Millennials Would Totally Cancel Shows for Using These Classic TV Tropes

TV studios must adapt to changing audiences. Tropes audiences enjoyed only a few years ago no longer fly. 

Here are familiar tropes of yesteryear that modern audiences wouldn’t watch. 

Game Show Kisses

A game show host holds a microphone up to a contestant.
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Game show hosts used to kiss female contestants on the lips, not even caring whether she wanted it or not. 

That wouldn’t go over well today. 

“Joking” About Spousal Abuse

Carroll O'Connor, the actor who played Archie Bunker, in Los Angeles, 2000.
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Archie Bunker notoriously joked about what he ought to do to Ethel, and audiences worldwide laughed knowingly. 

Today’s audiences don’t find spousal abuse quite as funny. 

Predatory Men for the Laughs

Creepy looking man wearing sunglasses on a red background.
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Lots of sitcoms from the 70s portrayed sexually aggressive men as funny. They’d take making women uncomfortable to the extreme for the laughs. 

Outrageous Racial Stereotypes

A man and woman stand next to each other, both have their hands out, palms up as if to say "stop."
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Far too many shows relied on outlandish stereotypes for laughs. Though by the 70s and 80s, most avoided stereotypes surrounding black Americans, Asians were free game. Many shows had white folks acting as Chinese stereotypes in restaurants and laundry mats. 

Developing Female Characters

A woman sitting on the couch who looks like she's feeling sad, empty, and numb.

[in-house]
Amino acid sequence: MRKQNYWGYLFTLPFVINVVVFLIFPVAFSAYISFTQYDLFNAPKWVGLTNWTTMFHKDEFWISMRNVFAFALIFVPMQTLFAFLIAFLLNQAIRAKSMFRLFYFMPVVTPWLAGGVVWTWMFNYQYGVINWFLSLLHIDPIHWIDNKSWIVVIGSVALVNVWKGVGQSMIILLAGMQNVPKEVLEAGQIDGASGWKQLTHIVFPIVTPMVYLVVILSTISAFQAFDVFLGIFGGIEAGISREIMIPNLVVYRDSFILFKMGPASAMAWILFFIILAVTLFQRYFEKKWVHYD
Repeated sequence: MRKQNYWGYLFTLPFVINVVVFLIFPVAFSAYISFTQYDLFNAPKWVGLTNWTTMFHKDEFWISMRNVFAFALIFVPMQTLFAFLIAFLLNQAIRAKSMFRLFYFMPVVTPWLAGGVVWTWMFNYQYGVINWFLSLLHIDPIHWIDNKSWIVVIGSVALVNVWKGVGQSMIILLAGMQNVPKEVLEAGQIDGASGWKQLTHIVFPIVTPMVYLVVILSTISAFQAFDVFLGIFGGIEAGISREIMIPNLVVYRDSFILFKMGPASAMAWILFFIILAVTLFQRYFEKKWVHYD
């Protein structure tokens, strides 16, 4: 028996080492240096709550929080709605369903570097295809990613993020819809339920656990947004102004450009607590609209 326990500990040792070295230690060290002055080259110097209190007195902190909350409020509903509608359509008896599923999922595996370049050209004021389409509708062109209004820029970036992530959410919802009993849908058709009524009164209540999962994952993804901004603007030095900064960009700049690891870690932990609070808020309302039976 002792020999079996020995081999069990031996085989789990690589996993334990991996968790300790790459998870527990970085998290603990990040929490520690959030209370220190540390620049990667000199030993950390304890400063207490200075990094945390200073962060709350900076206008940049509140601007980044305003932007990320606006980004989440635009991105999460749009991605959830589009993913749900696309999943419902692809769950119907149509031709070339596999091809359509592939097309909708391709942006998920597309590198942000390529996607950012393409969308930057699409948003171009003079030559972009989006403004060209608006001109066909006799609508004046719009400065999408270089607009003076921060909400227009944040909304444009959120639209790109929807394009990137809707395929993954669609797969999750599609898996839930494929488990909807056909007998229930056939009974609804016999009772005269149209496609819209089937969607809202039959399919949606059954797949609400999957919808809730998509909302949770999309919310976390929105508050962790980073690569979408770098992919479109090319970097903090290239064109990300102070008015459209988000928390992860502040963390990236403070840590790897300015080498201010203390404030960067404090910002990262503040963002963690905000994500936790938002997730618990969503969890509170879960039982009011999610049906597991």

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Far too many shows rely on sexual assault for female character development. Soap operas are notorious for it, but you can see it even in modern shows like Game of Thrones

The “Very Special Episode”

A teenager comforting his sad friend.
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Some shows made deals with governments to cover heavy topics like drug use or teenage pregnancy to send messages to their viewers. Modern viewers would roll their eyes at such pandering. 

Gay Jokes

A man wearing a loud patterned shirt and a pink feathered boa.
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Sitcoms in the 90s or early 2000s went two ways with gay jokes. They either had an overly flamboyant gay character (caricature) everyone could laugh at or a straight character with “gay qualities” (we’re looking at you, Chandler!) everyone would laugh at. 

Body Shaming 

A mean man points and laughs at his girlfriend.
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Al Bundy is the poster boy for fat jokes, but Married with Children isn’t the only show that relies on body-shaming humor. Home Improvement and even House employed the trope on occasion. 

The hit movie The Devil Wears Prada made fun of this trope by having Miranda constantly call the tiny Andy “fat.”

Clip Shows

pointing remote at large television screen with numerous on screen viewing options
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The clip show was an inexpensive way for the studio to pump out content. In today’s age of on-demand television, a clip show wouldn’t have the same impact. 

All White Cast

A diverse group of college students sitting around a table at a library.
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Far too many shows set in major diverse cities like New York, Chicago, and Los Angeles only featured white people. 

Friends and Seinfeld, both set in New York, had suspiciously few characters of color during their long runs. Modern audiences expect shows to be more inclusive. 

Boys Being Boys

A German bar featuring the Bro Code book created by Barney Stintson in How I Met Your Mother.
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Everyone loved Barney in How I Met Your Mother, but the character was awful. He constantly lied to women and tricked them into intimacy, but the show made it a gigantic joke. 

Howard’s creepiness in The Big Bang Theory was similar, but at least in that show, they generally acknowledged his behavior was creepy and wrong. 

Moronic Men

Man making a stupid face and pointing to his head as if to say "duh"
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Sitcom men are useless lugs. Raymond doesn’t do anything to help his overwhelmed wife, and Tim Allen can’t figure out how to wash the dishes when his wife is away. 

Modern audiences expect men to be better.